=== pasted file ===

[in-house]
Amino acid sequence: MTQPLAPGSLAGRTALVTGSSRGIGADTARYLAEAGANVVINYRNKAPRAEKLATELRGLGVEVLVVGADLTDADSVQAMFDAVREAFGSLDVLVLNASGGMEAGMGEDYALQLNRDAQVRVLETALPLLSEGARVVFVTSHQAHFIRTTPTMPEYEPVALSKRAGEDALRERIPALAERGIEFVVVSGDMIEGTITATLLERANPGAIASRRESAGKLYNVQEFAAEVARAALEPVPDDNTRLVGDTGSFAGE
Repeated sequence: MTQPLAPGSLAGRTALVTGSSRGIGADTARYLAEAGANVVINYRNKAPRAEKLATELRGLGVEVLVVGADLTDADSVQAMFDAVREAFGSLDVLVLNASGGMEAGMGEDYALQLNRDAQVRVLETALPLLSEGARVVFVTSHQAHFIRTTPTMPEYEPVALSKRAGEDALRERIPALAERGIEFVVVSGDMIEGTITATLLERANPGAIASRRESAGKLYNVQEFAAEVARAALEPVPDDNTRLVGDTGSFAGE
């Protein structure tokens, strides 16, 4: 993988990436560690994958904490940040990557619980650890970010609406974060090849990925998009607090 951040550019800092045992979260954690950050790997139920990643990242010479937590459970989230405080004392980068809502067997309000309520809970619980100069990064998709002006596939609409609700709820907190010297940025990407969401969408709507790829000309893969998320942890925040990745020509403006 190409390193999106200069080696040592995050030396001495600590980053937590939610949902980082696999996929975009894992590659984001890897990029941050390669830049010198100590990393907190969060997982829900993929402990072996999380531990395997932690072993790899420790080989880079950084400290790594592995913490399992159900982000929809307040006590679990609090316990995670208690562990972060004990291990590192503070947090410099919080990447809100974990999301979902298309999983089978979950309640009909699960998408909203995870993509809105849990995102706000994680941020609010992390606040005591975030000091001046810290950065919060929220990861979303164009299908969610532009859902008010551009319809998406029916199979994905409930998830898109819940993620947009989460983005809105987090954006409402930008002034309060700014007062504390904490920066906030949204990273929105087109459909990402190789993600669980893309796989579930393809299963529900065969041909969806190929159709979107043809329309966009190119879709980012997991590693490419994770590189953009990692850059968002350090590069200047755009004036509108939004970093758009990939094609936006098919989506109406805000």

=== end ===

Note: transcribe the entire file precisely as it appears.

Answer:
[in-house]
Amino acid sequence: MTQPLAPGSLAGRTALVTGSSRGIGADTARYLAEAGANVVINYRNKAPRAEKLATELRGLGVEVLVVGADLTDADSVQAMFDAVREAFGSLDVLVLNASGGMEAGMGEDYALQLNRDAQVRVLETALPLLSEGARVVFVTSHQAHFIRTTPTMPEYEPVALSKRAGEDALRERIPALAERGIEFVVVSGDMIEGTITATLLERANPGAIASRRESAGKLYNVQEFAAEVARAALEPVPDDNTRLVGDTGSFAGE
Repeated sequence: MTQPLAPGSLAGRTALVTGSSRGIGADTARYLAEAGANVVINYRNKAPRAEKLATELRGLGVEVLVVGADLTDADSVQAMFDAVREAFGSLDVLVLNASGGMEAGMGEDYALQLNRDAQVRVLETALPLLSEGARVVFVTSHQAHFIRTTPTMPEYEPVALSKRAGEDALRERIPALAERGIEFVVVSGDMIEGTITATLLERANPGAIASRRESAGKLYNVQEFAAEVARAALEPVPDDNTRLVGDTGSFAGE
């Protein structure tokens, strides 16, 4: 993988990436560690994958904490940040990557619980650890970010609406974060090849990925998009607090 951040550019800092045992979260954690950050790997139920990643990242010479937590459970989230405080004392980068809502067997309000309520809970619980100069990064998709002006596939609409609700709820907190010297940025990407969401969408709507790829000309893969998320942890925040990745020509403006 190409390193999106200069080696040592995050030396001495600590980053937590939610949902980082696999996929975009894992590659984001890897990029941050390669830049010198100590990393907190969060997982829900993929402990072996999380531990395997932690072993790899420790080989880079950084400290790594592995913490399992159900982000929809307040006590679990609090316990995670208690562990972060004990291990590192503070947090410099919080990447809100974990999301979902298309999983089978979950309640009909699960998408909203995870993509809105849990995102706000994680941020609010992390606040005591975030000091001046810290950065919060929220990861979303164009299908969610532009859902008010551009319809998406029916199979994905409930998830898109819940993620947009989460983005809105987090954006409402930008002034309060700014007062504390904490920066906030949204990273929105087109459909990402190789993600669980893309796989579930393809299963529900065969041909969806190929159709979107043809329309966009190119879709980012997991590693490419994770590189953009990692850059968002350090590069200047755009004036509108939004970093758009990939094609936006098919989506109406805000």